A New Job on the Table

Story by Costa Mouzouris//
July 2 2017

Regular maintenance keeps the fleet running.

I never thought I’d be working as a paid mechanic again, yet here I am elbow-deep into an old Honda. It needs a fork seal, a valve adjustment, an oil change and a new rear tire. There are about a dozen more bikes lined up behind this one waiting for some kind of pressing service.

No, I haven’t taken on a full-time job in a motorcycle shop. My job as a licensed motorcycle instructor has recently expanded to include servicing the school’s fleet of hard-working Hondas. My new position came about with the recent acquisition of an enclosed storage area.

Because there’s limited space in the city to set up a proper training facility, the riding school I work for used to store bikes in shipping containers. A recent vacancy in a building adjacent to our closed-course circuit provided the opportunity not only to store our motorcycles, but also to set up shop. There are, after all, more than 50 motorcycles that get a regular, abusive workout.

I went through my inventory and put together a secondary toolbox (spending 20 years as a motorcycle tech usually means you gather more tools than you need) with all the basics, as well as a few specialized Honda tools. I also finally put to use an ancient motorcycle lift that I had put into storage more than 30 years ago. It’s a simple device made of wood that probably dates back to the early 1970s, and has a pivoting tabletop that you push the bike onto, pivot until it’s level, then lock into place with a steel pipe. It’s an archaic item that’s likely more suitable as a museum piece, and by today’s standards is entirely unsafe, but it places the bike to be worked a little more than a half-metre off the ground, for which my back is thankful. Lighting was inadequate, so a couple of portable, clip-on lamps provide additional illumination where needed.

The fact that some of the bikes are more than 30 years old doesn’t make the job any easier. Most of the ones that do the hardest work – on the closed course, at low speeds – are early 1980s Honda CB450SC Nighthawks. The reason is simple: They are just about the toughest bikes for the job. These things were overbuilt, with robust clutches and solid gearboxes, and they’re easy to maintain. Valve adjustments are by screw and locknut, making it a half-hour job. When we used to store the bikes in the containers, I would perform the valve adjustments outdoors, but only when the weather was nice. Now I can do it any time.

Despite the clutches being tough as nails, the almost daily abuse they receive by inexperienced hands takes a toll. Most of them last a couple of seasons, which is remarkable under the circumstances, but there are now about four bikes that move when cold but don’t once they warm up, and two that refuse to move regardless of engine temperature. Fortunately, all the parts needed are available through the aftermarket, and are very affordable.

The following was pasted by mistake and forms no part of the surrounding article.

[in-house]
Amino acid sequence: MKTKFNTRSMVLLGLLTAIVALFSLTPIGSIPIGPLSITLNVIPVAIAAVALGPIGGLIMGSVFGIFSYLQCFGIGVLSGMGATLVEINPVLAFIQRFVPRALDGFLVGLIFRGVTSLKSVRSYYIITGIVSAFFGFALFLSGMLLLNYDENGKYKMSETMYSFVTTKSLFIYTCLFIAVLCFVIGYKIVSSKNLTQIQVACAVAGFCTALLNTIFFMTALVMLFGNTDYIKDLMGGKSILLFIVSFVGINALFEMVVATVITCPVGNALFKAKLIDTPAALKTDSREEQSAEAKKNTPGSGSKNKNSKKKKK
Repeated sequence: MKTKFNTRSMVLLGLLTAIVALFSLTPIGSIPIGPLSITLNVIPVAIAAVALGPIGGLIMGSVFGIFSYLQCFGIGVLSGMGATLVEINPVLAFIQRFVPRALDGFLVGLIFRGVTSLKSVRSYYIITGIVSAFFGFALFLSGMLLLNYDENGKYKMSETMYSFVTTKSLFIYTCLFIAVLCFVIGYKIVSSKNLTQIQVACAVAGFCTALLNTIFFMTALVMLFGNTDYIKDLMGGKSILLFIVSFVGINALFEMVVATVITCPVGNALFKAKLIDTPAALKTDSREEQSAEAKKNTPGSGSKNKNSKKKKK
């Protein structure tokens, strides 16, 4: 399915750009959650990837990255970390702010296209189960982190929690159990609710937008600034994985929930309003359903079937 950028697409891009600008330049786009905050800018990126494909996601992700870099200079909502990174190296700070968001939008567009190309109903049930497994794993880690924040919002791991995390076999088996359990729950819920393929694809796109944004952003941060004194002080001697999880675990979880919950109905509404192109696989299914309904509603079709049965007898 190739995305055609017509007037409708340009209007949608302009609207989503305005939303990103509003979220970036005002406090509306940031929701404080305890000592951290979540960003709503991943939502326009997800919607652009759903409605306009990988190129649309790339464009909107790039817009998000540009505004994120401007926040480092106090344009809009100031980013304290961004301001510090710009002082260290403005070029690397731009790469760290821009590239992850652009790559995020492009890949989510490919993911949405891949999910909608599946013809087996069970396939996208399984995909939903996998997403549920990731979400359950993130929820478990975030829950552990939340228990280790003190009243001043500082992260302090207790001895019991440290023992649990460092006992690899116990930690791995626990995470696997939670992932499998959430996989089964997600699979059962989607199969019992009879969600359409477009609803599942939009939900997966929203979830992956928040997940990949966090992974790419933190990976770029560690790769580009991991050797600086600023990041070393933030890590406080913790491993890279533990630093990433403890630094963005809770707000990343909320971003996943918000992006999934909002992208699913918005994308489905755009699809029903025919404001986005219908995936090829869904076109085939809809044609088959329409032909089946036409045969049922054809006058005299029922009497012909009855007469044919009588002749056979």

Other issues we experience regularly, especially when the bikes come out of winter storage, are fuel leaks. While some originate at the petcock, most come from the carburetors, but not from overflow due to sticky float valves – we do, after all, take the proper pre-storage precautions by adding fuel stabilizer to the gas and draining the float bowls. The leaks come from the junction between the float bowl and carburetor body due to dried-out gaskets. Remarkably, and with the experiences to back me up, most of these types of leaks fix themselves after a few hours with gasoline in the float bowls, saving me the trouble of pulling the carbs. Tire pressures are checked and drive chains are lubed weekly, levers and gearshifters are straightened regularly, and there’s almost always a tire to change.

Some of the CB450s have been retired over the years, but they continue being useful by being cannibalized for parts. Replacing them with new ones is becoming difficult; some good, affordable used ones still appear in classified ads, and we quickly snap them up, but this new café racer craze is driving prices up, since CB450s are a popular choice among backyard builders.

Because the owner of the riding school has had such a great run with the old Hondas, two years ago, he began replacing the aging road bikes with brand-new CB500Fs (ironically, he rides a Yamaha). Being used solely on the road, these bikes have had an easy life so far, but they’re soon going to reach the mileage threshold that will graduate them to the closed course. Time will tell if they’re as tough as the CB450s, but in the meantime, I’m going to do my best to squeeze as much life from the aging twins as possible.

Technical articles are written purely as reference only and your motorcycle may require different procedures. You should be mechanically inclined to carry out your own maintenance and we recommend you contact your mechanic prior to performing any type of work on your bike.


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